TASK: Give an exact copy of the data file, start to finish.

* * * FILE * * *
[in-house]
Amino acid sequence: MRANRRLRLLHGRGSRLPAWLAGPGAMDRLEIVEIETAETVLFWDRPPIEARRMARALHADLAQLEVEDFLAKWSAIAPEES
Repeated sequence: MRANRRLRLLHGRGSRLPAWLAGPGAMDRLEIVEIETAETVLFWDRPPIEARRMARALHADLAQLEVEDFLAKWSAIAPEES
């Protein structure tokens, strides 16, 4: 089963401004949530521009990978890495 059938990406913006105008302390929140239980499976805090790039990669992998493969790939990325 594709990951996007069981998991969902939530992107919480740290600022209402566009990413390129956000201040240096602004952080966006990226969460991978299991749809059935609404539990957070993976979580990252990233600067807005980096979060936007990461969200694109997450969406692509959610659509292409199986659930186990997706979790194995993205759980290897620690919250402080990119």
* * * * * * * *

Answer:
[in-house]
Amino acid sequence: MRANRRLRLLHGRGSRLPAWLAGPGAMDRLEIVEIETAETVLFWDRPPIEARRMARALHADLAQLEVEDFLAKWSAIAPEES
Repeated sequence: MRANRRLRLLHGRGSRLPAWLAGPGAMDRLEIVEIETAETVLFWDRPPIEARRMARALHADLAQLEVEDFLAKWSAIAPEES
């Protein structure tokens, strides 16, 4: 089963401004949530521009990978890495 059938990406913006105008302390929140239980499976805090790039990669992998493969790939990325 594709990951996007069981998991969902939530992107919480740290600022209402566009990413390129956000201040240096602004952080966006990226969460991978299991749809059935609404539990957070993976979580990252990233600067807005980096979060936007990461969200694109997450969406692509959610659509292409199986659930186990997706979790194995993205759980290897620690919250402080990119």